March 11, 2010
For years at Washington Capitals game, the fans would scream out "OH!" when that word was sung in the Star Spangled Banner, a tradition that carried over from Baltimore Orioles fandom. As the team's "Rock The Red" (which has now inspired "Barack The Red") campaign has grown, fans now shout out "RED!" at the appropriate times as well.
So when the Dallas Stars were in town this week, the anthem gained another bit of audience participation from the Big D fans in the cheap seats who shouted "STARS!" whenever that word was mentioned in the lyrics. The reaction from some fans on various social media that night seemed to indicate a level of frustration with anything being said during the anthem.
All of which begs the question: What's your tolerance with the anthem and fan participation?
And can you believe someone actually could take issue with this scene in Chicago? ("O Canada" first)
Coming up, a question of respect.
George Malik of Snapshots captured an interesting rant-and-response between Rob Otto of MLive and David Haugh of the Chicago Tribune over the anthem tradition at Chicago Blackhawks home games. Otto's argument is that the huge ovation that drowns out the anthem is disrespecting the song and the military:
It's something the fans started doing because they were so pumped up before a 1985 Campbell Conference playoff game against the Edmonton Oilers, and have continued it ever since.
And it makes my skin crawl every time I hear it.
I grew up in a military family. My father was a Commander in the United States Coast Guard and he taught me a deep love of our country, and respect for our flag. That includes standing during the National Anthem with my right hand over my heart and singing the words.
I understand it is a very difficult song, and many Americans feel embarrassed to sing it in public. However, if you're not singing you should at least stand in silent reverence until it is completed. The Chicago fans are doing the exact opposite.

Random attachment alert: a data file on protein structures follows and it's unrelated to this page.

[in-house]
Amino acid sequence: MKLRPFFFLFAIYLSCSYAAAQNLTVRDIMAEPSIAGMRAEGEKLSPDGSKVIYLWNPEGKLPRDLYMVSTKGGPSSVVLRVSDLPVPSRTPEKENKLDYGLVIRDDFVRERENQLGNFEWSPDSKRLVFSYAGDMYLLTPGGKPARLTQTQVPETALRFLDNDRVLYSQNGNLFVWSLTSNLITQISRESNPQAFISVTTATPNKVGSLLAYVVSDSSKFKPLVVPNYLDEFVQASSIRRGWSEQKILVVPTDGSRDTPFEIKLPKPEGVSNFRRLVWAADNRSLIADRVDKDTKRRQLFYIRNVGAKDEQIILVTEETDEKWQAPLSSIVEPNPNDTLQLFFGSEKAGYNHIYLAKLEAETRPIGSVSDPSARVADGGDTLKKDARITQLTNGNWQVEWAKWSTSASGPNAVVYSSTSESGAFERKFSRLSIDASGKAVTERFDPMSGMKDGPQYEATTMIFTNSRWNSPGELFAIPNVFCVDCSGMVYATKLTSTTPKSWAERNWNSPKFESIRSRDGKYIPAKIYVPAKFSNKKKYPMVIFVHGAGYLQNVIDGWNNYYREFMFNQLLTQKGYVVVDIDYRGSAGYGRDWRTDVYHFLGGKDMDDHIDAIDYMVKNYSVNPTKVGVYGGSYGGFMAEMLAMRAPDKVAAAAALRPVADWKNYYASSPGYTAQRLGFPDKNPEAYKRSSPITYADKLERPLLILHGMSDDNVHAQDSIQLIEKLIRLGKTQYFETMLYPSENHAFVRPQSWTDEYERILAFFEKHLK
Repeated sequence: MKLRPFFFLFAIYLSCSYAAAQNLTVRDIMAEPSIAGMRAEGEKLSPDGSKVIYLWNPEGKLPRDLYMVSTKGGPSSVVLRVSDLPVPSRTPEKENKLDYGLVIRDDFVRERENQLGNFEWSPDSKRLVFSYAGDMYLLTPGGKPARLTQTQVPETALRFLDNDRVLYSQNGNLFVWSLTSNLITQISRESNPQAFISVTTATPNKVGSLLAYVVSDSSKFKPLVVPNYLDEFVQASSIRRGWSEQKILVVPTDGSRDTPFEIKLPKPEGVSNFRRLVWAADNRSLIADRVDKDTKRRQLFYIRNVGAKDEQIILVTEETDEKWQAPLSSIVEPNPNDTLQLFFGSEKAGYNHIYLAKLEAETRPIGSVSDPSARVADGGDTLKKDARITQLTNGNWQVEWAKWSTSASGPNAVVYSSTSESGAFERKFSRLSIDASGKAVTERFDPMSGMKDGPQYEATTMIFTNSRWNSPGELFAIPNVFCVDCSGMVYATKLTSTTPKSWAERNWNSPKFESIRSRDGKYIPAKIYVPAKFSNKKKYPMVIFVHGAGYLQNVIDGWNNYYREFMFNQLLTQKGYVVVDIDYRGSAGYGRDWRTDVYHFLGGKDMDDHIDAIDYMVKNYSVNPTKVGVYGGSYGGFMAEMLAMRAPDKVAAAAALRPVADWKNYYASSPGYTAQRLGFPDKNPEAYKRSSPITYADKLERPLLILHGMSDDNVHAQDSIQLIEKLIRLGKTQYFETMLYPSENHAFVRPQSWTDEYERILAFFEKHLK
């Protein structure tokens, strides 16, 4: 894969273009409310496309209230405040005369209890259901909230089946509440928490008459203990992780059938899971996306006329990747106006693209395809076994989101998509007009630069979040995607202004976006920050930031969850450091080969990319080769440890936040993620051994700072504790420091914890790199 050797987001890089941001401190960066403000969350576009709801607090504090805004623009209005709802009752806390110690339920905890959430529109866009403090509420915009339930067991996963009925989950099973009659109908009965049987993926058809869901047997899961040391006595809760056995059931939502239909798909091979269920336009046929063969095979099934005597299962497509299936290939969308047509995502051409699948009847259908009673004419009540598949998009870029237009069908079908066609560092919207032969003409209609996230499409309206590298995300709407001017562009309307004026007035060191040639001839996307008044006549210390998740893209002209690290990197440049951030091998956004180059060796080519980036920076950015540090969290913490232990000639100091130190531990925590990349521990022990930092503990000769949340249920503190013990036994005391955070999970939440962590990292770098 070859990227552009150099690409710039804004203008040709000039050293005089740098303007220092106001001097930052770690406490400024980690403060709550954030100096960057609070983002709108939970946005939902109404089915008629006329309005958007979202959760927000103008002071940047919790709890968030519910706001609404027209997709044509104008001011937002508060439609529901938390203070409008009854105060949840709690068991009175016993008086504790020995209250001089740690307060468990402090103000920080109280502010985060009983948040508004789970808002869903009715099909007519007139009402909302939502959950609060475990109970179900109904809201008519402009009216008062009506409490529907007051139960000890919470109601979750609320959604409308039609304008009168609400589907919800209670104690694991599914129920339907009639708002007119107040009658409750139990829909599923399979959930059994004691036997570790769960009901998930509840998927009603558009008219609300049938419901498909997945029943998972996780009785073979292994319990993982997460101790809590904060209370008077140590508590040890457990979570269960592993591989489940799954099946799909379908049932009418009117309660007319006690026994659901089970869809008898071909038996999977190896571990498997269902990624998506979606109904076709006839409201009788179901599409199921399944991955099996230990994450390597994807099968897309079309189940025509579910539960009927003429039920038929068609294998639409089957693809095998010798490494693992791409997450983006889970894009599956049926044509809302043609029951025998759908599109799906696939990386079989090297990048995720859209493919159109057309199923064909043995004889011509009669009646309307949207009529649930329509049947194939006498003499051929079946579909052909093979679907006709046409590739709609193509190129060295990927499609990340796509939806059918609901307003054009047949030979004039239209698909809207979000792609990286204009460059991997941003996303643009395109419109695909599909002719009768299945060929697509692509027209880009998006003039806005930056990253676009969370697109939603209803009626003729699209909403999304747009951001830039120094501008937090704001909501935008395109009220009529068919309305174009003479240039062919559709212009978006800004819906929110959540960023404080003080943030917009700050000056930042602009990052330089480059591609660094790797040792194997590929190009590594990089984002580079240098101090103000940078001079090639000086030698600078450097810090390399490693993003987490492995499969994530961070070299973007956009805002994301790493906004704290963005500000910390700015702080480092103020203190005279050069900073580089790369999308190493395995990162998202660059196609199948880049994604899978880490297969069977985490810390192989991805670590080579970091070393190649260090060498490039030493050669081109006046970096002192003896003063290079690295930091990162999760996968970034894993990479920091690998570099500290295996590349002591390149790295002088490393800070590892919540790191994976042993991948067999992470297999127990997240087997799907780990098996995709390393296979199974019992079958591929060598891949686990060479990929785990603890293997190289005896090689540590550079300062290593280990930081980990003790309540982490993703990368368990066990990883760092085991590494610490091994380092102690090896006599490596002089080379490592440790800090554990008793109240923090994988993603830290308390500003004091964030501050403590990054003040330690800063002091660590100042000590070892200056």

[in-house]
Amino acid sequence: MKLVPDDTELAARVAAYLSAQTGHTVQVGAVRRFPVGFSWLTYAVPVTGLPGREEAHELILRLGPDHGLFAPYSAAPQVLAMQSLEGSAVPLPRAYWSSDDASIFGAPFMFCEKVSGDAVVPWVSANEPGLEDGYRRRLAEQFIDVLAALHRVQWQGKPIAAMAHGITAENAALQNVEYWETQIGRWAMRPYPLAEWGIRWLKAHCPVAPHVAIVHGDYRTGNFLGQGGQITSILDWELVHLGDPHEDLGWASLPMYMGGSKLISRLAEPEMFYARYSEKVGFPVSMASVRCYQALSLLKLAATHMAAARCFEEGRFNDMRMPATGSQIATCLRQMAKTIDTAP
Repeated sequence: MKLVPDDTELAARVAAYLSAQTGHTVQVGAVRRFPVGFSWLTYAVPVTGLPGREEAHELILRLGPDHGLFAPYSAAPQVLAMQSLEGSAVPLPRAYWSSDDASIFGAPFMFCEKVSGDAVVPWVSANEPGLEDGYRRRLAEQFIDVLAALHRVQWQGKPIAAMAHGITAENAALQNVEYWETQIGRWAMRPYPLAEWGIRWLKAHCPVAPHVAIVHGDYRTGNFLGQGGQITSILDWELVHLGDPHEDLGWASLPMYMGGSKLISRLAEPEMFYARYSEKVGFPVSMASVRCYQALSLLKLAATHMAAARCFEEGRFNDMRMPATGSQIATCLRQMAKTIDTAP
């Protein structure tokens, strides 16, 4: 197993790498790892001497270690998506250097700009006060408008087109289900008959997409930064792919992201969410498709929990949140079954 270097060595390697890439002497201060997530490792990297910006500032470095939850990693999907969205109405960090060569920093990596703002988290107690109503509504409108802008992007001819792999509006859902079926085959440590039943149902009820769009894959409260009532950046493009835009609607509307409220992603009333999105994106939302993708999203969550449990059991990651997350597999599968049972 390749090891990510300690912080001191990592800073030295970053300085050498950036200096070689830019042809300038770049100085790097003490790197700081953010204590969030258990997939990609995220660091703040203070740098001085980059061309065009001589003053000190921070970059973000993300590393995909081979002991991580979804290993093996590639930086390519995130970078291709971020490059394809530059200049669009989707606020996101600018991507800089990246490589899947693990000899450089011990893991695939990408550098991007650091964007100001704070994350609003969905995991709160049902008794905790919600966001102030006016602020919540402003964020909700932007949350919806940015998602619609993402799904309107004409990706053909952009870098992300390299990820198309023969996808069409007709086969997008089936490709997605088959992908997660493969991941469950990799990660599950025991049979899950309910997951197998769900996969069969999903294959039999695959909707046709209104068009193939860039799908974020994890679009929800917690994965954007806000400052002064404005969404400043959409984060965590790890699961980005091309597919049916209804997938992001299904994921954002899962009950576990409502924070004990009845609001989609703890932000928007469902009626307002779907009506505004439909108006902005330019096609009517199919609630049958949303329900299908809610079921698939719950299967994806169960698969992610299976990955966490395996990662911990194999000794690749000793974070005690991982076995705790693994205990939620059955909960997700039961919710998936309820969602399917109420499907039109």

This wasn't anything Haugh was about to consider:
To support his contention, Otto cited Title 36, Chapter 10 of U.S. Code. It says, "All present except those in uniform should stand at attention facing the flag with the right hand over the heart."
Full disclosure: I am usually an arms-at-the-sides guy during the anthem. Get the stockade ready. The point is it's silly to interpret those codes literally.
Take Title 18, Chapter 3: "Whoever knowingly creates or possesses a depiction of animal cruelty ... for commercial gain, shall be fined or imprisoned."
Technically, that means Otto's [Detroit Red Wings] violate the code he clings to every time they score a goal and the octopi come flying onto the ice at Joe Louis Arena.
Good lord LEAVE THE CEPHALOPODS ALONE!
From George Malik of Snapshots, his take on the anthem traditions around the NHL:
As far as I'm concerned, aside from booing during the national anthem, different teams have different fan traditions, from signing along to standing mute, finding ways to incorporate their team's name into the anthem, or even shouting out "Probie!" (you know who you are, Bob Probert fan who can't let go). What strikes someone as strange may not necessarily involve any lack of patriotism ...
Indeed. To me, the Chicago tradition is inspiring. The fans screaming different words in the song at other arenas is harmless passion. As long as you're not booing or screaming "Rangers Suck!" while the colors are being presented, it's respectful enough to someone who, admittedly, hasn't worn the uniform -- so perhaps those who have served may feel differently than I do.
Then again, if the crowd's singing a word in the national anthem every few lines, the pregame song's going to feel a few rolls of toilet paper and a water pistol short from being at a "Rocky Horror" level of fan participation. Which is why I no longer plan to name my NHL expansion team this: "Kansas City The" ... because that word appears, like, a dozen times.